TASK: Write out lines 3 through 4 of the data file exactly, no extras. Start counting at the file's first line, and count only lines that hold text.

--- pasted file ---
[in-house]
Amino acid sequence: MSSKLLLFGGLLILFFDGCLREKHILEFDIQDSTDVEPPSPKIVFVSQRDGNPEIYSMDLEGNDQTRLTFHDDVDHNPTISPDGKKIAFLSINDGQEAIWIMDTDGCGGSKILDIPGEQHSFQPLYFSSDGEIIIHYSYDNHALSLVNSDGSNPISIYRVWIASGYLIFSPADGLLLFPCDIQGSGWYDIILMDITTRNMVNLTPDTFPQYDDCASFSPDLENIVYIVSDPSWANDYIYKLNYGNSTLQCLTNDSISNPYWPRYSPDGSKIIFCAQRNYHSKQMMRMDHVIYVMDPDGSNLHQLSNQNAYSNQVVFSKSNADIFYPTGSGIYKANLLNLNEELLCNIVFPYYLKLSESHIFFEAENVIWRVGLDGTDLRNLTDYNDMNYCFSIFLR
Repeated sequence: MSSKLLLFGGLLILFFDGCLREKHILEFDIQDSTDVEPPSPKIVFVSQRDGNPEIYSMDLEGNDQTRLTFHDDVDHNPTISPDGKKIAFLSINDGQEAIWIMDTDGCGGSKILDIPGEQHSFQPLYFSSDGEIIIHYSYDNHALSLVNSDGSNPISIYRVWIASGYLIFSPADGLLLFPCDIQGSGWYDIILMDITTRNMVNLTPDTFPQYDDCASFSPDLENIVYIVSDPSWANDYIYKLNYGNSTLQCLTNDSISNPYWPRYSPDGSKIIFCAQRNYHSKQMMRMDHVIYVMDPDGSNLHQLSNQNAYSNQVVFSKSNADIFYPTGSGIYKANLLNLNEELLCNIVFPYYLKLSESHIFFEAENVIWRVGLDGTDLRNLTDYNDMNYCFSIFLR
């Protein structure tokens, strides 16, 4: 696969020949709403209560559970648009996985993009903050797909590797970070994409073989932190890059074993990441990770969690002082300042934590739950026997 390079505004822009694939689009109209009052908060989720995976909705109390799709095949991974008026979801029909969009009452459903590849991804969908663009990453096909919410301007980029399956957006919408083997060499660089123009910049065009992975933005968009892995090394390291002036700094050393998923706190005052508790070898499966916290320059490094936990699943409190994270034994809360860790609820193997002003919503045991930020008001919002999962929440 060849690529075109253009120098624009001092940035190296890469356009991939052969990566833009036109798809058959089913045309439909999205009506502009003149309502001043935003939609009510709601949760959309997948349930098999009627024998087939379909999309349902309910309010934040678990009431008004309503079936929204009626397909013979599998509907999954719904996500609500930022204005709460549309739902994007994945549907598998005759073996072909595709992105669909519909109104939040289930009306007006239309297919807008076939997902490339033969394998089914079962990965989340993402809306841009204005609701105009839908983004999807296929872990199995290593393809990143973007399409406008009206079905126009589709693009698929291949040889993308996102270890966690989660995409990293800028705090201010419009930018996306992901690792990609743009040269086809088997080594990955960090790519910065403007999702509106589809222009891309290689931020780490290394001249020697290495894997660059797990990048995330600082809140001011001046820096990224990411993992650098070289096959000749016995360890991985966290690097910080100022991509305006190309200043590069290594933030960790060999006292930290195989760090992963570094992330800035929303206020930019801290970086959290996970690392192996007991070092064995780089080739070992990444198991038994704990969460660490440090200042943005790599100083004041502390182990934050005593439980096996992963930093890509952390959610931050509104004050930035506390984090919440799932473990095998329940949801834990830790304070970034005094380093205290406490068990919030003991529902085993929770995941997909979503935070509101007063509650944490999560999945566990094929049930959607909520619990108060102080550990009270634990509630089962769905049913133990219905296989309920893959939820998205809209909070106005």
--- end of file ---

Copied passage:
Repeated sequence: MSSKLLLFGGLLILFFDGCLREKHILEFDIQDSTDVEPPSPKIVFVSQRDGNPEIYSMDLEGNDQTRLTFHDDVDHNPTISPDGKKIAFLSINDGQEAIWIMDTDGCGGSKILDIPGEQHSFQPLYFSSDGEIIIHYSYDNHALSLVNSDGSNPISIYRVWIASGYLIFSPADGLLLFPCDIQGSGWYDIILMDITTRNMVNLTPDTFPQYDDCASFSPDLENIVYIVSDPSWANDYIYKLNYGNSTLQCLTNDSISNPYWPRYSPDGSKIIFCAQRNYHSKQMMRMDHVIYVMDPDGSNLHQLSNQNAYSNQVVFSKSNADIFYPTGSGIYKANLLNLNEELLCNIVFPYYLKLSESHIFFEAENVIWRVGLDGTDLRNLTDYNDMNYCFSIFLR
């Protein structure tokens, strides 16, 4: 696969020949709403209560559970648009996985993009903050797909590797970070994409073989932190890059074993990441990770969690002082300042934590739950026997 390079505004822009694939689009109209009052908060989720995976909705109390799709095949991974008026979801029909969009009452459903590849991804969908663009990453096909919410301007980029399956957006919408083997060499660089123009910049065009992975933005968009892995090394390291002036700094050393998923706190005052508790070898499966916290320059490094936990699943409190994270034994809360860790609820193997002003919503045991930020008001919002999962929440 060849690529075109253009120098624009001092940035190296890469356009991939052969990566833009036109798809058959089913045309439909999205009506502009003149309502001043935003939609009510709601949760959309997948349930098999009627024998087939379909999309349902309910309010934040678990009431008004309503079936929204009626397909013979599998509907999954719904996500609500930022204005709460549309739902994007994945549907598998005759073996072909595709992105669909519909109104939040289930009306007006239309297919807008076939997902490339033969394998089914079962990965989340993402809306841009204005609701105009839908983004999807296929872990199995290593393809990143973007399409406008009206079905126009589709693009698929291949040889993308996102270890966690989660995409990293800028705090201010419009930018996306992901690792990609743009040269086809088997080594990955960090790519910065403007999702509106589809222009891309290689931020780490290394001249020697290495894997660059797990990048995330600082809140001011001046820096990224990411993992650098070289096959000749016995360890991985966290690097910080100022991509305006190309200043590069290594933030960790060999006292930290195989760090992963570094992330800035929303206020930019801290970086959290996970690392192996007991070092064995780089080739070992990444198991038994704990969460660490440090200042943005790599100083004041502390182990934050005593439980096996992963930093890509952390959610931050509104004050930035506390984090919440799932473990095998329940949801834990830790304070970034005094380093205290406490068990919030003991529902085993929770995941997909979503935070509101007063509650944490999560999945566990094929049930959607909520619990108060102080550990009270634990509630089962769905049913133990219905296989309920893959939820998205809209909070106005």